After last year’s banner surge, independent broker-dealers have seen a sharp falloff in new advisors. The question that begs asking: Has the RIA marketplace stolen their thunder?
The three major RIA players — Charles Schwab, Fidelity and TD Ameritrade — all say they expect to match or exceed their historic recruitment of breakaway brokers in 2009. On top of that, the wirehouse teams they are attracting are bringing in more bang in the way of new assets. Consider: a team joining Charles Schwab today averages $131 million in assets under management. Best yet, they report, there are “fast followers” in the pipeline.
As Bill Whitney, principal of Mississippi Investment Management Co., puts it: “We get calls from advisors every day and they fall into two categories: ‘Can I come, too?’ and ‘How’d you do that?’”
Whitney, a former UBS broker, came out of retirement in January to help form the Jackson, Miss.-based RIA along with two UBS breakaway brokers and a mutual fund manager. They currently manage $100 million in assets. Why did they pull the trigger?
Whitney, 74, puts it bluntly: “The gag reflex was reached.”
An advisor since the mid-1960s when he joined Merrill Lynch, Whitney says the team has re-created what the wirehouse once was: a client-first firm focused on the individual investor. The new group, affiliated with Pershing Advisor Solutions, deals largely with high-net-worth clients.
No industry pundit suggests the move to independence is in a rush mode at the moment. As Philip Palaveev, who heads Fusion Advisor Network, observes: “It’s a steady trickle over time. It’s how the Grand Canyon was made. Over time, a lot of advisors will continue to go independent and they will tend to be successful, of significant size and entrepreneurial-minded. That will continue to shift market share gradually, but steadily, toward the independent model.”
RIA insiders love to trot out a 2009 report from Cerulli Associates that projects the wirehouse market share of assets under management will fall to 40.7 percent by the end of 2012 from 47.7 percent at year-end 2008. Meanwhile, the independent broker-dealer, RIA and dually registered channel is projected to account for 39.3 percent by the end of 2012. It would mark the first time ever that market share was pretty much even. [Editor's note: The report will be updated in July.]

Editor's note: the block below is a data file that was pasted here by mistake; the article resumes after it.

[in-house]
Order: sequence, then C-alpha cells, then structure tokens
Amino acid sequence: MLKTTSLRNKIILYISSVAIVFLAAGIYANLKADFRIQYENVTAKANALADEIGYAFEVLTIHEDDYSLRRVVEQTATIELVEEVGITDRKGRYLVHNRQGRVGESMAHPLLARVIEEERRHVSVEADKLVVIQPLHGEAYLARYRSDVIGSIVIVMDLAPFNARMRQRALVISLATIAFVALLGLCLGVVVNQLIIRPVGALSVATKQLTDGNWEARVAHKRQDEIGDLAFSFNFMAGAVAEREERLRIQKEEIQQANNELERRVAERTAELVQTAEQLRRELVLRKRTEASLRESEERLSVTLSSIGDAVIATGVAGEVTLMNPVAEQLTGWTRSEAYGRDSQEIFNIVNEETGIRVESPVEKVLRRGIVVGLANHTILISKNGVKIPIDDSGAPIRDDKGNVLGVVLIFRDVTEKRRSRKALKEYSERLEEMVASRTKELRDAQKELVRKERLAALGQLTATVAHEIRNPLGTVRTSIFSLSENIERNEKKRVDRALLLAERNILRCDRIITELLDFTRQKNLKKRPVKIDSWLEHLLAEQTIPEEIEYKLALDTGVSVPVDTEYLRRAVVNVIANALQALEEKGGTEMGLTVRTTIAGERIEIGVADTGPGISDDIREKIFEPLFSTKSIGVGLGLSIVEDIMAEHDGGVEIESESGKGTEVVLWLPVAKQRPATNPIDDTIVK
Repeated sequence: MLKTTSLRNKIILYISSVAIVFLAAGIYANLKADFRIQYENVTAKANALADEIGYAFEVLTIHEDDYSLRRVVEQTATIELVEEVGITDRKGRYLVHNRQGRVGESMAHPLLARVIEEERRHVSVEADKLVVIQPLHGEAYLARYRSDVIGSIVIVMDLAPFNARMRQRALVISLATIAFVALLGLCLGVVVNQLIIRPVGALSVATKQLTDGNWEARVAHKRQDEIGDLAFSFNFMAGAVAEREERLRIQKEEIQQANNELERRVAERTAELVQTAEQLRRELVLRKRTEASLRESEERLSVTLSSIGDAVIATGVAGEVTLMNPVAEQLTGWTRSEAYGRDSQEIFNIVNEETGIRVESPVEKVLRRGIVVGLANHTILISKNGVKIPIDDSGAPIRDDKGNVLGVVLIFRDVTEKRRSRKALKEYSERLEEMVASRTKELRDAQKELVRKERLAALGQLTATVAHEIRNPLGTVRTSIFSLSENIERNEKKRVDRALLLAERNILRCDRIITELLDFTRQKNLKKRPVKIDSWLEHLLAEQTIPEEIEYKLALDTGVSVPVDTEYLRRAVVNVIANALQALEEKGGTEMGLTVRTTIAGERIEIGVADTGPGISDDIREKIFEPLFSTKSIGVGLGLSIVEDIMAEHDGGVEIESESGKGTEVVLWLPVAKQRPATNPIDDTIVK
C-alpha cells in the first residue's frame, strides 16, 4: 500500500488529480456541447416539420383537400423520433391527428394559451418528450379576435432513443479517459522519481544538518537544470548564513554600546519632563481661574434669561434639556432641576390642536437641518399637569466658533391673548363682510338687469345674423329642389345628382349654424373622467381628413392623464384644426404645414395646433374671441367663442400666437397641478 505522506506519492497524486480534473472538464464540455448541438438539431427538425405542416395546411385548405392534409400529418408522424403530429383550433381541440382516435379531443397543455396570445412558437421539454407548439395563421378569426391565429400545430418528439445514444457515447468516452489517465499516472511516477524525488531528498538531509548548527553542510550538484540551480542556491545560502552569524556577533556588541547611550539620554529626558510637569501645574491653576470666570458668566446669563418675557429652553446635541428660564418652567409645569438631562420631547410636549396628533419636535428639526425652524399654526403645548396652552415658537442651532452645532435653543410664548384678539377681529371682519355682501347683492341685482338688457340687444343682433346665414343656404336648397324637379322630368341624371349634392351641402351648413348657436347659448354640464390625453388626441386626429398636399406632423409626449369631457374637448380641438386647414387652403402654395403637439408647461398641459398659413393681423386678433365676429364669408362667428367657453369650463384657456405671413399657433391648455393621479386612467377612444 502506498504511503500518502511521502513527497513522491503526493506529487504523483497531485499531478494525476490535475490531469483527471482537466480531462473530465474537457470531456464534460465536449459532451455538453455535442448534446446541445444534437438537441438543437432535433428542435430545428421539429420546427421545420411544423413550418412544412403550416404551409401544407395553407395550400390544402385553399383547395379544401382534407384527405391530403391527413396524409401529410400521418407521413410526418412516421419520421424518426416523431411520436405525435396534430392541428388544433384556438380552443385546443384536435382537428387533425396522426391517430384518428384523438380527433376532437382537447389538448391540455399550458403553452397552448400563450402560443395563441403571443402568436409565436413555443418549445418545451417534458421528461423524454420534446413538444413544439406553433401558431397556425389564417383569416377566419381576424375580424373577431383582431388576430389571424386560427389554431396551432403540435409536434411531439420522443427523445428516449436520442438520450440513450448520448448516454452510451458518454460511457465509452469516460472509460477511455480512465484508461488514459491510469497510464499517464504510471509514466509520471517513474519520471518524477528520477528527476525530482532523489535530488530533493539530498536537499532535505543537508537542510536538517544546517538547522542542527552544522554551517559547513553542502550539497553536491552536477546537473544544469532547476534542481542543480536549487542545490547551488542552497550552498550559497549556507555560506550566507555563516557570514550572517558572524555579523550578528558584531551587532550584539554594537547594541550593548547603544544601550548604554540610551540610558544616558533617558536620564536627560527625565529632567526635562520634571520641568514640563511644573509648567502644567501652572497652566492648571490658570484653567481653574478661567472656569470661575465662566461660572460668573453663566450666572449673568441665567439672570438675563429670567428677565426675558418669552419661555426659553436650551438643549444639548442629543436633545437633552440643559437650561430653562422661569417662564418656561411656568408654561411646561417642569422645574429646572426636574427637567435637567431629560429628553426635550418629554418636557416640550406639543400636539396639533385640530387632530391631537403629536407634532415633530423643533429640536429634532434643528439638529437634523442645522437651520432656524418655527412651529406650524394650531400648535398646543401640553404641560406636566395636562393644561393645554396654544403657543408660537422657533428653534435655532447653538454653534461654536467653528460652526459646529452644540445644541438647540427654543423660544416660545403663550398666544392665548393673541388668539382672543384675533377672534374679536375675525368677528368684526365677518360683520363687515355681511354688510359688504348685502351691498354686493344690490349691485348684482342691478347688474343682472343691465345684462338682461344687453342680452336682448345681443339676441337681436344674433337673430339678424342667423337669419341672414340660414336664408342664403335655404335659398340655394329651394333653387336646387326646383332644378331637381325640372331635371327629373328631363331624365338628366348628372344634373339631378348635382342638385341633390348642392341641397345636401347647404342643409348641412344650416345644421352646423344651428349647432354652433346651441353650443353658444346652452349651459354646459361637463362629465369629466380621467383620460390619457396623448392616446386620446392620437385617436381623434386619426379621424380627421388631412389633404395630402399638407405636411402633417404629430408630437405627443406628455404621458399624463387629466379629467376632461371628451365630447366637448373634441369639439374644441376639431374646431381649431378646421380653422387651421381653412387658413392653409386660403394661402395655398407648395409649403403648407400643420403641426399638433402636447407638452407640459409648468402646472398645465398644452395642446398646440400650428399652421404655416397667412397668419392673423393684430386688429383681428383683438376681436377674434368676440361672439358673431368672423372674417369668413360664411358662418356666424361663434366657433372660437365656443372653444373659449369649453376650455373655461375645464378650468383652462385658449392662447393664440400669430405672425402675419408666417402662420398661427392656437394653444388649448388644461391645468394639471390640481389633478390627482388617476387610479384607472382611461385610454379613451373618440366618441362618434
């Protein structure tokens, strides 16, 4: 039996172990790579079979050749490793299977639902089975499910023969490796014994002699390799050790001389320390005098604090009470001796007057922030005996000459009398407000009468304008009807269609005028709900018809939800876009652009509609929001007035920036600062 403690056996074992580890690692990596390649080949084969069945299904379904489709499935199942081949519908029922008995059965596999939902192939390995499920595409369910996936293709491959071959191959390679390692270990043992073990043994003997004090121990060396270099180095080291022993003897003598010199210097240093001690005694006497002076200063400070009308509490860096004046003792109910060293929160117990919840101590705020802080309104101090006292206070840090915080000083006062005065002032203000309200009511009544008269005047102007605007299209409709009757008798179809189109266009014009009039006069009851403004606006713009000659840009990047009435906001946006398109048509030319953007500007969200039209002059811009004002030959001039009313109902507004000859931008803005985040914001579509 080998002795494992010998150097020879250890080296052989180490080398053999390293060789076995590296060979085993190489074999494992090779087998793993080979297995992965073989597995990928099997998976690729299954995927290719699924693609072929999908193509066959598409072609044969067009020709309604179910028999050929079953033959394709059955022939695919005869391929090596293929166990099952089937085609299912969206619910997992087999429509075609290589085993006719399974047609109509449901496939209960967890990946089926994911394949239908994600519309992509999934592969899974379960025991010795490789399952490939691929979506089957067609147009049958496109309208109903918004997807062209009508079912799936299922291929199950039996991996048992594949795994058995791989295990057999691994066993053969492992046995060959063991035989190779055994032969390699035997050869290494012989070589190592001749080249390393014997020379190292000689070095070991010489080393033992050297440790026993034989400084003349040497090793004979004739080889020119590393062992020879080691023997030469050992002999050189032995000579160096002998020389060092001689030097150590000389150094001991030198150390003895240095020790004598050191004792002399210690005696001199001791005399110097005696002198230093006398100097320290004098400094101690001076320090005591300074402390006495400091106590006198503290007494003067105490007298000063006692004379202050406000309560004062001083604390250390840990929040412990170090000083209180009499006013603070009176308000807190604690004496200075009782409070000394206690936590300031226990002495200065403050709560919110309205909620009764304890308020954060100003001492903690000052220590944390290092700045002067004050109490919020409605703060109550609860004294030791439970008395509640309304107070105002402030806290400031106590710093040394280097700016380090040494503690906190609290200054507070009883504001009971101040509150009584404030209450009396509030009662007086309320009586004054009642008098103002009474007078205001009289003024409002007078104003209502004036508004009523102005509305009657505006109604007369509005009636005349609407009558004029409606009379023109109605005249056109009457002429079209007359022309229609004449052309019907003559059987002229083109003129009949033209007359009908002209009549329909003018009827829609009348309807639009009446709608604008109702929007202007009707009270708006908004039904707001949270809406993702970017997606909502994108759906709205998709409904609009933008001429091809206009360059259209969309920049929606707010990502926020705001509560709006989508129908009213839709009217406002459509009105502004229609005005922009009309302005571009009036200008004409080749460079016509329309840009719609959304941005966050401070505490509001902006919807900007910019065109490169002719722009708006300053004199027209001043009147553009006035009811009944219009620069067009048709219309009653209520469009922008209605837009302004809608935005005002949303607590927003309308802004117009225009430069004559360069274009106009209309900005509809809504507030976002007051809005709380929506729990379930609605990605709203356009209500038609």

“Every year, it’s getting easier, safer and more accepted to move from the wirehouse space to the RIA space. Anyone who says to the contrary is not being intellectually honest. It’s going to take a while for the size of the RIA marketplace to be comparable to the size of the wirehouse/brokerage marketplace, but….it will happen a lot faster than people expect,” according to Elliot Weissbluth, CEO of HighTower Advisors. A private equity player that owns both an RIA and broker-dealer, HighTower at press time in April had just transitioned its twelfth team, representing $15 billion in assets. Eleven of the 12 teams came from a wirehouse. The firm, in business since 2008, expects to have amassed $50 billion to $60 billion in assets within a couple of more years.
Just as intriguing as the Cerulli forecast is a new study from Aite Group that reports that while the wirehouse segment is gaining stability after the recent scandals and market meltdown, advisors there remain on edge. As Doug Dannemiller, senior analyst for the research firm, notes: “The wirehouse advisor force is much less anchored to their broker-dealer than the other segments on a going-forward basis. This is no terra firma kind of thing. We’re not in a totally stable environment. It’s still fragile.”
The survey, New Realities in Wealth Management: Has the Dust Settled?, found that only 15 percent of wirehouse advisors currently lack a plan to break away. Its conclusion: “This base of loyal advisors is small, and the remainder could initiate another wave of departures if the wirehouse segment takes another reputational hit or if the management of the [wirehouses'] mergers does not meet expectations.”
The 42-page report, released in April, also observes that wirehouse advisors and registered investment advisors have similar profiles in terms of their client base, staffing models and assets managed — “reinforcing the expectation,” as the survey frames it, that the RIA model is likely to be a good fit for advisors breaking out of a wirehouse.
Today’s Breakaway Broker
What’s the profile of today’s breakaway broker? Interestingly, it seems to be changing a bit. In addition to managing a bigger book of business, many advisors today are choosing to join an existing RIA rather than starting one from scratch.
Bernie Clark, senior vice president of Charles Schwab Advisor Services, has a name for them: “joins.” Last year, 42 percent of a record-breaking 172 advisory teams joined existing Schwab affiliates, up from 15 percent in 2008 — a trend that continues today. During the first quarter of 2010, 31 teams, representing $3.9 billion in net new assets, transitioned to Schwab. Of those, 42 percent were “joins,” up from 35 percent during the same quarter in 2009. The advisors are also coming out as teams, rather than individuals. And, Clark says, there are teams in line behind those teams.
“Our existing [advisors] have begun recruiting directly into the wirehouse space with us. They’re interested in growing their practices, finding capability,” adds Clark. “They’ve been a huge referral engine for us.”